Fri | Feb 28, 2020

Seaga bats for Rowe

Published:Wednesday | June 22, 2011 | 12:00 AM
Rowe

Ryon Jones, Gleaner Writer

Former Prime Minister Edward Seaga sees no problem with past West Indies and Jamaica cricketer, Lawrence Rowe, being honoured by the Jamaica Cricket Association (JCA).

The players' pavilion at Sabina Park was on Monday named in honour of Rowe, despite him having led two rebel tours of apartheid-ruled South Africa in 1982-83 and 1983-84.

This has resulted in the Lyndel Wright administration, which has been in office for less than three months, coming under criticism from some sections of society. However, Seaga, who was prime minister between 1980 and 1989, believes that just as South Africa has been accepted back into society, so, too, should Rowe.

"I don't have a problem with him being honoured, so to speak, or being forgiven, so to speak, because so many other people who have done far worse than him have been forgiven," Seaga stated. "This is something that should be looked at against the background of the fact that South Africans have now been brought back into the fold in terms of proper relationships with everybody else."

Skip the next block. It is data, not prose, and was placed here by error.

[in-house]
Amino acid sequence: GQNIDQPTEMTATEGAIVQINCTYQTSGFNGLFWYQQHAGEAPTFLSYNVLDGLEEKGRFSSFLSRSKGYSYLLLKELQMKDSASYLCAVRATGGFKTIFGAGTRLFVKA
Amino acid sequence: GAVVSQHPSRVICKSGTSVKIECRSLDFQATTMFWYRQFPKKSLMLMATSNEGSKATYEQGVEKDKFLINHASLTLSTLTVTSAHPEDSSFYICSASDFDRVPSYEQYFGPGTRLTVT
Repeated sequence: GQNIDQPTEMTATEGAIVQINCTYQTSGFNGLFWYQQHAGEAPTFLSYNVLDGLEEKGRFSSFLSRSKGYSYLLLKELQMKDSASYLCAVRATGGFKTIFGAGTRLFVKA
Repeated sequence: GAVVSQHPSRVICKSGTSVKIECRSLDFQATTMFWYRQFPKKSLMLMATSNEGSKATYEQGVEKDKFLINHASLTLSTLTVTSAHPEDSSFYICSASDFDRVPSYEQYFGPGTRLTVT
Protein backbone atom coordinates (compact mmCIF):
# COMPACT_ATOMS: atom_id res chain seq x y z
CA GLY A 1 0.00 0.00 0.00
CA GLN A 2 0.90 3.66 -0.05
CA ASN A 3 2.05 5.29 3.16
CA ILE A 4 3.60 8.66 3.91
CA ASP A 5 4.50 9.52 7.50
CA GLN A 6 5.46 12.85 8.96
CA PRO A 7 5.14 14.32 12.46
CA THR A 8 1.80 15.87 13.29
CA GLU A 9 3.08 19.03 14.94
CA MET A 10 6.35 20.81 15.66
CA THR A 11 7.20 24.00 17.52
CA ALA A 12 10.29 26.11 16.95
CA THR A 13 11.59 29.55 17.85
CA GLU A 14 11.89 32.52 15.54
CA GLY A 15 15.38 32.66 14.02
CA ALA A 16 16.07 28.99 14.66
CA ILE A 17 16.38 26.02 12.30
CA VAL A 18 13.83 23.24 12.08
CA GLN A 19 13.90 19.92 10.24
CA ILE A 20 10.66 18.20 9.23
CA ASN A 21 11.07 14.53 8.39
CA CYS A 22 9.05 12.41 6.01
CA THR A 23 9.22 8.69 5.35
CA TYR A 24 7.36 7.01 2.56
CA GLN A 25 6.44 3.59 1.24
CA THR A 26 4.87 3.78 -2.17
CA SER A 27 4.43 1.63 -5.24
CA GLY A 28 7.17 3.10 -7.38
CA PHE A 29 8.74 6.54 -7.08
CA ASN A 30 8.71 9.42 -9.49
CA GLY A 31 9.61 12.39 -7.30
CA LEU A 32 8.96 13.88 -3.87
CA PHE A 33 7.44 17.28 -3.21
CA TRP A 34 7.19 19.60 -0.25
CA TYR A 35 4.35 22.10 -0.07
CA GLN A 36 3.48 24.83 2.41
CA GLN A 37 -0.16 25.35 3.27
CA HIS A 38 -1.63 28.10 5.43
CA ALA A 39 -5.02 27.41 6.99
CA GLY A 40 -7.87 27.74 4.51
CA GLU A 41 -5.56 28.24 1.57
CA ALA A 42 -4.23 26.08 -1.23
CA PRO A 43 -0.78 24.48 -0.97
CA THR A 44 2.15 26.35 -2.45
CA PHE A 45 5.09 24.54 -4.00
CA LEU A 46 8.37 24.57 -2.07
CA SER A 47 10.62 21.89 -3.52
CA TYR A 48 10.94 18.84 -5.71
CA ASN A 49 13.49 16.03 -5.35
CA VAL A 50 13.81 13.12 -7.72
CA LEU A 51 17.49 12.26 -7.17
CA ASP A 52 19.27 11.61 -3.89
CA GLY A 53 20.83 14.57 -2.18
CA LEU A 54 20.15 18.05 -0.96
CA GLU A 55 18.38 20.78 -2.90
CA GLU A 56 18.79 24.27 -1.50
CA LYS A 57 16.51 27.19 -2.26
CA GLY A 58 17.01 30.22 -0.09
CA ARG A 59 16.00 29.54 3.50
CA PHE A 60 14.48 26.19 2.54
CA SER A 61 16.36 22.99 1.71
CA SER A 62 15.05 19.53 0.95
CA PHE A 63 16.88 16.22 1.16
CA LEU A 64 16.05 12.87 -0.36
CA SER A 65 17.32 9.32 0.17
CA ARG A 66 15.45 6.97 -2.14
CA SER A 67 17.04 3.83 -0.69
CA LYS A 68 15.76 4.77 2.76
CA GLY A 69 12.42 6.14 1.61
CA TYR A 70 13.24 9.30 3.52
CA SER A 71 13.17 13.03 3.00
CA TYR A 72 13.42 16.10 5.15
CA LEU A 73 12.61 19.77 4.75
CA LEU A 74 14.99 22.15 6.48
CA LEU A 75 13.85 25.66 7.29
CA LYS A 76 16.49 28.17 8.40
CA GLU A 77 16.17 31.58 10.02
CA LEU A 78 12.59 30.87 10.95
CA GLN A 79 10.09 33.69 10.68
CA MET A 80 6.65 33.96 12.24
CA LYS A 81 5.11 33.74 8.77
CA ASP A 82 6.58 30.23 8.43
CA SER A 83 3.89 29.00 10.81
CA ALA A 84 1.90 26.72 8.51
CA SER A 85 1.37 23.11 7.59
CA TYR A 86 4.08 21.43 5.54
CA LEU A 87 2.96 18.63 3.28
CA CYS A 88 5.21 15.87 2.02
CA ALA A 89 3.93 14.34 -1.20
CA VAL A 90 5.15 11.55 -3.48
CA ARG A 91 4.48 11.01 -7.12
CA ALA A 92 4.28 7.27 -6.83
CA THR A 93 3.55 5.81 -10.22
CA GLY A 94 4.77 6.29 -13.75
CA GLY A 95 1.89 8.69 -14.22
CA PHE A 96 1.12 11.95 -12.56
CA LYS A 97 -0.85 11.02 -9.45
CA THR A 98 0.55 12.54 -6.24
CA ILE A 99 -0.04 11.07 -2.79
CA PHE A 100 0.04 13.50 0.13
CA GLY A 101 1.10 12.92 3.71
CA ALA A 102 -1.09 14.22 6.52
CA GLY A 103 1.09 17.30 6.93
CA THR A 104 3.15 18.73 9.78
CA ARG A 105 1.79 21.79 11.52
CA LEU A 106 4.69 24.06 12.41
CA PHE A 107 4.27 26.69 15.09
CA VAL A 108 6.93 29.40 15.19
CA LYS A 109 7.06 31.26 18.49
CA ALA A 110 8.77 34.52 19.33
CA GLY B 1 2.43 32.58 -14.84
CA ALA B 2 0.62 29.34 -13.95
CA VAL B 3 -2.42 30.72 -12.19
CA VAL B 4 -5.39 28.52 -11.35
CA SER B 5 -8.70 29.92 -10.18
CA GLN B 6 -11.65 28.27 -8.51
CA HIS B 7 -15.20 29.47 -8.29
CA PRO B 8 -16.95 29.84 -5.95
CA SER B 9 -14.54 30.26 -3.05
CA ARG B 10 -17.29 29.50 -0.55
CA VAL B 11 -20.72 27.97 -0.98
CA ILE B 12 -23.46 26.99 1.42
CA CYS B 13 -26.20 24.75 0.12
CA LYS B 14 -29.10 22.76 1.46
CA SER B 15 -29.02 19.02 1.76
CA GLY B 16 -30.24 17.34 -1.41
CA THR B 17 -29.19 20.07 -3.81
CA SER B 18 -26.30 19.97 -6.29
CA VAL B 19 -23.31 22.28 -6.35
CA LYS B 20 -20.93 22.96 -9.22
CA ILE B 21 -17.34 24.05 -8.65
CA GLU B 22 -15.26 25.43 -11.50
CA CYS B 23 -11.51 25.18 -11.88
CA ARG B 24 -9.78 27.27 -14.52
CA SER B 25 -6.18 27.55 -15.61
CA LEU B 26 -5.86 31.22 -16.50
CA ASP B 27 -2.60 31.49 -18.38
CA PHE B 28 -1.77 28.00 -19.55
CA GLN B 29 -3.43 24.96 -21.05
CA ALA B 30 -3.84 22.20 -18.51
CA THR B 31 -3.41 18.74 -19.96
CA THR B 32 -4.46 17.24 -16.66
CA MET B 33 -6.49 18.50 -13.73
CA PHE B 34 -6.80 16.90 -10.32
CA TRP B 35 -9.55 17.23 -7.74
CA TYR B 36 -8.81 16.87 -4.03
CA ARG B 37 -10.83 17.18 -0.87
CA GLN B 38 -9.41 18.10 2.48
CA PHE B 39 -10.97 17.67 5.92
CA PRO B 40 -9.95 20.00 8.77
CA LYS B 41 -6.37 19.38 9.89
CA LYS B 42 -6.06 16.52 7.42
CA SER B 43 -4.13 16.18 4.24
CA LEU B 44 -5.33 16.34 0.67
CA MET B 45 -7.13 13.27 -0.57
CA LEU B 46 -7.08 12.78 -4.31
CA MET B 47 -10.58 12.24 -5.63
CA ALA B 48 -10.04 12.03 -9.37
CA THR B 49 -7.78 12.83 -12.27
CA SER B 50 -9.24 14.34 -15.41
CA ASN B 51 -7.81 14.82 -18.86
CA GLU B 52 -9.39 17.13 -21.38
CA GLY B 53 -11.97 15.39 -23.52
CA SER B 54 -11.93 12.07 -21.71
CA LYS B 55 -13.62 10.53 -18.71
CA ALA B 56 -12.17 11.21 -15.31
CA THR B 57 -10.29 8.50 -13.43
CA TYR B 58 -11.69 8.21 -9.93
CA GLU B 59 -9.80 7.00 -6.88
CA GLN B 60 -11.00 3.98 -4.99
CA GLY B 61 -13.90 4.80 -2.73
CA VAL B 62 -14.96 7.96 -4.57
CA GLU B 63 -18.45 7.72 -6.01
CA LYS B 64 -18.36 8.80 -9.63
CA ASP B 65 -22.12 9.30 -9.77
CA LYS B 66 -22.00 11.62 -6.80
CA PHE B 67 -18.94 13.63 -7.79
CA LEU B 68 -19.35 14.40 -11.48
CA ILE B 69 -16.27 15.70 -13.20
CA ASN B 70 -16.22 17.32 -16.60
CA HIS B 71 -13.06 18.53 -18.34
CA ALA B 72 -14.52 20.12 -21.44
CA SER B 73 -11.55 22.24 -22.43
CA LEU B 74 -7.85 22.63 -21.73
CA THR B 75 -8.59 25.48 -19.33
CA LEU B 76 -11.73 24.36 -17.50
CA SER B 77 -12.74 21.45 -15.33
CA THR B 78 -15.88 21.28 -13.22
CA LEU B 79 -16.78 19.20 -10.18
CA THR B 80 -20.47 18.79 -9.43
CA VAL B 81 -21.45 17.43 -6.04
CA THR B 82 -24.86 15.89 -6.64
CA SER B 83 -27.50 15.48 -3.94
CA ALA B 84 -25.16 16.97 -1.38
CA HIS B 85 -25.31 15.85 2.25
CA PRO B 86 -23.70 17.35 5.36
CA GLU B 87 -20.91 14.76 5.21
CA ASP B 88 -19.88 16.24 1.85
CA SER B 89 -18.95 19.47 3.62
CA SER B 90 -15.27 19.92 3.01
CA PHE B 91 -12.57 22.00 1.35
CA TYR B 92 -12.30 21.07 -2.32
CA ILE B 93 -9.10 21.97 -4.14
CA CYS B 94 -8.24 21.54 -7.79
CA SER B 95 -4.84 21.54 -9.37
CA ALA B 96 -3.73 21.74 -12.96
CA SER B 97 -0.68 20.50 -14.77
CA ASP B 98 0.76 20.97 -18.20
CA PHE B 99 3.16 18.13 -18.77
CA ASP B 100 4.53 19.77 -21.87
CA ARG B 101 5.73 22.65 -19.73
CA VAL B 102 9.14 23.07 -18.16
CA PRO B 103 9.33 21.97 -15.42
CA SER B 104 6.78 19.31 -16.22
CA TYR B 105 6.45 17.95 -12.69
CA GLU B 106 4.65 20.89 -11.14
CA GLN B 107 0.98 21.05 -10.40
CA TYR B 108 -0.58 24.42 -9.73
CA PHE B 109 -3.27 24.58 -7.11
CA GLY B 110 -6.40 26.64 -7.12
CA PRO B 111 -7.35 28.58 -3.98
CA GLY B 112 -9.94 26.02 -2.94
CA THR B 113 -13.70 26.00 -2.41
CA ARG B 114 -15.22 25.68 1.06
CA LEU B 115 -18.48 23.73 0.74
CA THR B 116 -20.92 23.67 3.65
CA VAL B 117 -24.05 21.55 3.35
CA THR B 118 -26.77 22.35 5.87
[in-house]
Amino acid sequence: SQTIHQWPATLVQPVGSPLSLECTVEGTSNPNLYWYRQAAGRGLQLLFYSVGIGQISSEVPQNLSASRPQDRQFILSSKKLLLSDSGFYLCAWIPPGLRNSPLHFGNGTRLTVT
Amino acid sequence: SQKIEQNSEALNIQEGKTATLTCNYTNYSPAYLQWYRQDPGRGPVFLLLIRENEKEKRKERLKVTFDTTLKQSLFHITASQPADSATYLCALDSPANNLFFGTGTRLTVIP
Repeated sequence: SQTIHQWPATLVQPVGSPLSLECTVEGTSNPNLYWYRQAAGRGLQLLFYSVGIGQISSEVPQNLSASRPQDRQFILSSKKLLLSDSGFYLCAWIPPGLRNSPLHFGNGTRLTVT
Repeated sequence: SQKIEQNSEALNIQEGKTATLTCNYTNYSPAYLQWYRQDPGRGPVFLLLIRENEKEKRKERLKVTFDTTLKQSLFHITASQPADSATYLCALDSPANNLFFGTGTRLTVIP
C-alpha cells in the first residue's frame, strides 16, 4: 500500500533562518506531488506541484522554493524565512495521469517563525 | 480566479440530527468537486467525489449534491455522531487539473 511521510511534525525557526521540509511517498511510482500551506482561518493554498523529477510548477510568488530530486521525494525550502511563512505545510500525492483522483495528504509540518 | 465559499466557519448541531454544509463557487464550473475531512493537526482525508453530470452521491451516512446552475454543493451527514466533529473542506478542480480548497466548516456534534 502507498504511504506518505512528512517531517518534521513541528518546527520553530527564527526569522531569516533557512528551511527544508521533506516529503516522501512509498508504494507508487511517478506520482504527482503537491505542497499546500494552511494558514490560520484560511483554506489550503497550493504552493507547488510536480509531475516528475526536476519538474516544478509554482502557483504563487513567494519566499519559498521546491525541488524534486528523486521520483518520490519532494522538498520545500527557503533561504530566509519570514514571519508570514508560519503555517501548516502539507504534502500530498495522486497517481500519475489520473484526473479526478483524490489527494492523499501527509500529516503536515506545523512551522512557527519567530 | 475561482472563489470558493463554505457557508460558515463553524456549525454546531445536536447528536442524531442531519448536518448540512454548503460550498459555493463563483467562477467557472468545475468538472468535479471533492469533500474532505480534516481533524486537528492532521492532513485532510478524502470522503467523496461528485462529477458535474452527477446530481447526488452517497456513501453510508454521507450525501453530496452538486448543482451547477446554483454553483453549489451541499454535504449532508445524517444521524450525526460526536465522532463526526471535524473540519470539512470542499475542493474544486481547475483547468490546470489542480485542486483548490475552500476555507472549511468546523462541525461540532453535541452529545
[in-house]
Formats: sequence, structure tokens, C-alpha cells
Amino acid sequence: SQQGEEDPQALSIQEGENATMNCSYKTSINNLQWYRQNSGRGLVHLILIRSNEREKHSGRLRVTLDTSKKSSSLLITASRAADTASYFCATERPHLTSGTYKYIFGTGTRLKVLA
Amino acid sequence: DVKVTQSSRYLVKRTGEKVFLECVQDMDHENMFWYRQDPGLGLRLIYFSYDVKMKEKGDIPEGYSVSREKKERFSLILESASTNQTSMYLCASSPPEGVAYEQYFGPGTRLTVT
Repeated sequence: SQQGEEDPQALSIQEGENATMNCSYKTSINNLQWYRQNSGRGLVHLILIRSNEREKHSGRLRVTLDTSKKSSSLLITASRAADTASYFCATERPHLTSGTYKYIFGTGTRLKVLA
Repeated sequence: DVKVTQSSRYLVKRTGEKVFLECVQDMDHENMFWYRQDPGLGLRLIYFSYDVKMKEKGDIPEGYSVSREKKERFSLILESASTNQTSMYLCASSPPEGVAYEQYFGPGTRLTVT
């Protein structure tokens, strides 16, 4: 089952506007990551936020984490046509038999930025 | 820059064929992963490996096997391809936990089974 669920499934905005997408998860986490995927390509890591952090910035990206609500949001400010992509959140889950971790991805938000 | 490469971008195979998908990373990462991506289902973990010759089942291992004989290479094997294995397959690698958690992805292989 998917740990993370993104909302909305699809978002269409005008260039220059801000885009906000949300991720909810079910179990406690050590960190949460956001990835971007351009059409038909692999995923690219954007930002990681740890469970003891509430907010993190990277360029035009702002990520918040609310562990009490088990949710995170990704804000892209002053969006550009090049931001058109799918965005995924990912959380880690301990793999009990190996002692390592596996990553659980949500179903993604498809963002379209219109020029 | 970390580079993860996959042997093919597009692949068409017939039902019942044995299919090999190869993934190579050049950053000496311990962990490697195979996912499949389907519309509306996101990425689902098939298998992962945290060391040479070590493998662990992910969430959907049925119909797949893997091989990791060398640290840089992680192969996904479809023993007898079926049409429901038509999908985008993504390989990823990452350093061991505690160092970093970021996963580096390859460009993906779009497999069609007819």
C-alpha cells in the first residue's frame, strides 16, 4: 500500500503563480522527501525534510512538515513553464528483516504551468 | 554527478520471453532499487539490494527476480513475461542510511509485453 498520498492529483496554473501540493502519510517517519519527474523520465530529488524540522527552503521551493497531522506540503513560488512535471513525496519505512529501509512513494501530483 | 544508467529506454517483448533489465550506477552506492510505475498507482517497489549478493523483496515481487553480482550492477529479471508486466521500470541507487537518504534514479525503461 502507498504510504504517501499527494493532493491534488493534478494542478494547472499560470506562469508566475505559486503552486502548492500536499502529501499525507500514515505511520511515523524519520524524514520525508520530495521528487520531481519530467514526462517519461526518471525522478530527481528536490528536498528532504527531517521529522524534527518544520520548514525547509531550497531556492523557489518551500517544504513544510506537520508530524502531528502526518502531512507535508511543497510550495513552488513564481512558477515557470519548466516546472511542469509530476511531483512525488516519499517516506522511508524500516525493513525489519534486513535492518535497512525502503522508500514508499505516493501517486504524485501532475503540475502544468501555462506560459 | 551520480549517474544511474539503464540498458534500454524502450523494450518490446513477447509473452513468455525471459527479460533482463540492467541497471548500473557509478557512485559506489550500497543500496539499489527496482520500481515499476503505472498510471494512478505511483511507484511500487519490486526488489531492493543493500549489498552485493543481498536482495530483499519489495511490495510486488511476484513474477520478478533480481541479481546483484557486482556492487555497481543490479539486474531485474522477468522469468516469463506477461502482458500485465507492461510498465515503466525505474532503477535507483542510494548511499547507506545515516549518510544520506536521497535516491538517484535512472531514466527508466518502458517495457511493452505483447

He added: "Therefore, there is no reason why he (Rowe) should be singled out as someone who we will continue to keep under special sanctions for having done what he did."

Rebels banned

All the players who participated in the tour of South Africa during the apartheid period - which saw the majority black population denied equal rights and subjected to abuse by the State - were banned from cricket. The bans were subsequently lifted in 1989 in keeping with the release of Nelson Mandela from prison and a move to establish democracy in that country.

Rowe apologised for his involvement in the tours ahead of the ceremony at Sabina Park on Monday.

Rowe played 30 Test matches between 1972 and 1980, averaging 43.55, including seven centuries and seven half-centuries. He scored a record 214 and 100 not out in his Test debut against New Zealand at Sabina Park. He, however, migrated to the United States after the Rebel Tours.

The southern bowling end, which lies below the George Headley Stand, was named after Michael Holding, while the northern bowling end has been named in honour of Courtney Walsh.

ryon.jones@gleanerjm.com

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